CIVIL ACTION NO: 19-11354 SECTION: T(5)
Before the Court is a Motion to Remand filed by Cynthia Richardson ("Plaintiff"). Marriott Hotel Services, Inc. ("Defendant") has filed an opposition. For the following reasons, the Motion to Remand is GRANTED.
R. Doc. 16.
R. Doc. 18.
R. Doc. 16.
FACTUAL AND PROCEDURAL BACKGROUND
On July 20, 2018, Plaintiff slipped and fell at the New Orleans Marriott located at 555 Canal Street, New Orleans, Louisiana. On May 28, 2019, Plaintiff initiated this action in the Civil District Court for Orleans Parish, and the defendants removed the action to the Eastern District of Louisiana on June 25, 2019. The notice of removal represents that the Court has jurisdiction over Plaintiff's claim pursuant to 28 U.S.C. § 1332(a) because the amount in controversy exceeds $75,000 and is between citizens of different states. Plaintiff has filed a motion to remand the case to state court contending that the amount in controversy does not exceed $75,000.
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R. Doc. 16.
LAW AND ANALYSIS
Courts should determine whether subject-matter jurisdiction is present before addressing other issues. Federal Courts are courts of limited jurisdiction, possessing only the authority granted by the United States Constitution and conferred by the United States Congress. A defendant may remove a civil action filed in state court if the plaintiff could have brought the action in federal court from the outset. Given the significant federalism concerns implicated by removal, the removal statute is strictly construed, "and any doubt about the propriety of removal must be resolved in favor of remand." 28 U.S.C. § 1332(a) provides that "district courts shall have original jurisdiction of all civil actions where the matter in controversy exceeds the sum or value of $75,000...and is between citizens of different States." Remand is proper if at any time the Court lacks subject-matter jurisdiction.
Howery v. Allstate Ins. Co., 243 F.3d 912, 916 (5th Cir. 2001).
See 28 U.S.C. § 1441(a).
Gutierrez v. Flores, 543 F.3d 248, 251 (5th Cir. 2008) (citation omitted); Gasch v. Hartford Accident & Indem. Co., 491 F.3d 278, 281-82 (5th Cir. 2007) (citations omitted).
In this case, the parties dispute whether the amount in controversy exceeds $75,000. If removal is sought on the basis of diversity, "the sum demanded in good faith in the initial pleading shall be deemed to be the amount in controversy." If, however, state practice "does not permit demand for a specific sum," removal is proper if the district court finds, by a preponderance of the evidence, that the amount in controversy exceeds $75,000.00. Because plaintiffs in Louisiana state courts may not specify the numerical value of claimed damages, Defendant must prove by a preponderance of the evidence that the amount in controversy is met. This can be done by (1) demonstrating that it is facially apparent that the claims are likely above $75,000, or (2) setting forth "summary judgment type evidence" of facts in controversy that support a finding of the jurisdictional amount.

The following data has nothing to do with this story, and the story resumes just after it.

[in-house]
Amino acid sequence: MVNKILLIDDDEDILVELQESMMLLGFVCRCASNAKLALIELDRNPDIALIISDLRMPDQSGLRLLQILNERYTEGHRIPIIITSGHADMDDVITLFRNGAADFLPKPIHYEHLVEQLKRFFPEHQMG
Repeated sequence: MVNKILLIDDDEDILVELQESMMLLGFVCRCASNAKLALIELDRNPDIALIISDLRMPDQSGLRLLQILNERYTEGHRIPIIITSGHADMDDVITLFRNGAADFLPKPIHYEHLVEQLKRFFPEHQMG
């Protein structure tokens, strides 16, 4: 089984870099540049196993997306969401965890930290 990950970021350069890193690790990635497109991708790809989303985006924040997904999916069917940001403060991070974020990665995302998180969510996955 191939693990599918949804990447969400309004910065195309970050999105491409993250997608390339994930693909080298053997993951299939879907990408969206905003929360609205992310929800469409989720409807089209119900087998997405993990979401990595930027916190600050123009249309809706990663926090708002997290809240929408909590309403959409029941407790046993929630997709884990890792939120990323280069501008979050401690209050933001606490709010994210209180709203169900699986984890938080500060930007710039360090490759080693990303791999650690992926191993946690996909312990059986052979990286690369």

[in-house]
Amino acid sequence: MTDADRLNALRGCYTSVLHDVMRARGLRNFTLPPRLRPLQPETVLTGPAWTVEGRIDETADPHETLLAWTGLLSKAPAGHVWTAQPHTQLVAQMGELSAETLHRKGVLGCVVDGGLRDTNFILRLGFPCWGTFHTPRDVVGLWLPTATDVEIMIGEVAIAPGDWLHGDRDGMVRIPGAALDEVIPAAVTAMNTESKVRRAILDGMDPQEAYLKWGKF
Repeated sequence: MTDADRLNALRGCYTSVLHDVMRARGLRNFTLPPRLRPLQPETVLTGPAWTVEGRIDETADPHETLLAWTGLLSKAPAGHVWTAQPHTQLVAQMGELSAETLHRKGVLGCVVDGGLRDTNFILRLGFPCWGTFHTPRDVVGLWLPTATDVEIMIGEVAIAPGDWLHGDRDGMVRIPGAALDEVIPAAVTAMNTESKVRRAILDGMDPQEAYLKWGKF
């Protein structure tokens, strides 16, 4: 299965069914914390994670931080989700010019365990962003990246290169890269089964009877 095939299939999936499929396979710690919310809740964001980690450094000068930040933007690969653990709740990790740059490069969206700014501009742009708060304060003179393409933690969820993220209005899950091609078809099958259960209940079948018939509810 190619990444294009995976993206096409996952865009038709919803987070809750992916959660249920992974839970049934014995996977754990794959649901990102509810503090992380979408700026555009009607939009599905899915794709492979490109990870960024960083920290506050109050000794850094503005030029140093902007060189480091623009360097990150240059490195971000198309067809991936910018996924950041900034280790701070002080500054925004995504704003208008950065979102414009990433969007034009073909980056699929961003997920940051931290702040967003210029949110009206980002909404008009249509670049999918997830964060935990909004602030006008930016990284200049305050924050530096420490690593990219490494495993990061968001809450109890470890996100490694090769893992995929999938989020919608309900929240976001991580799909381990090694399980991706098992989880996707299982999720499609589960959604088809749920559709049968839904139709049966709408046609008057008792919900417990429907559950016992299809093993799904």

Morton v. State Farm Ins. Co., 250 F.R.D. 273, 274 (E.D. La. 2008).
Manguno v. Prudential Prop. & Cas. Ins. Co., 276 F.3d 720, 723 (5th Cir. 2002).
Here, the amount in controversy is not facially apparent. The Petition includes no details about the extent or nature of Plaintiff's alleged injuries or medical expenses. While the Petition alleges Plaintiff suffered "severe and disabling injuries" and "permanent scarring and permanent disfigurement," Plaintiff's motion to remand represents that Plaintiff's medical bills total $2,954.50. "Where, as here, the petition is vague regarding the types of injuries incurred and any future problems resulting from the incident, 'the court must conclude that it was not facially apparent that the amount of damages would exceed $75,000.'" Furthermore, Defendant has submitted no summary judgment type evidence to indicate that the amount in controversy is met. Considering the Petition and the lack of summary judgment type evidence supporting a finding that the amount in controversy is satisfied, the Court concludes that Defendant has not met its burden of establishing that the amount in controversy exceeds $75,000.
R. Doc. 1-1, ¶4.
R. Doc. 1-1, ¶2.
R. Doc. 16-1, p.3.
Dunomes v. Trinity Marine Prod., Inc., 2014 WL 7240158, at *4 (E.D. La. Dec. 19, 2014) (quoting Broadway v. Wal-Mart Stores, 2000 WL 1560167, at *2 (E.D. La. Oct. 18, 2000)).
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New Orleans, Louisiana, on this 13th day of February, 2020.
GREG GERARD GUIDRY
UNITED STATES DISTRICT JUDGE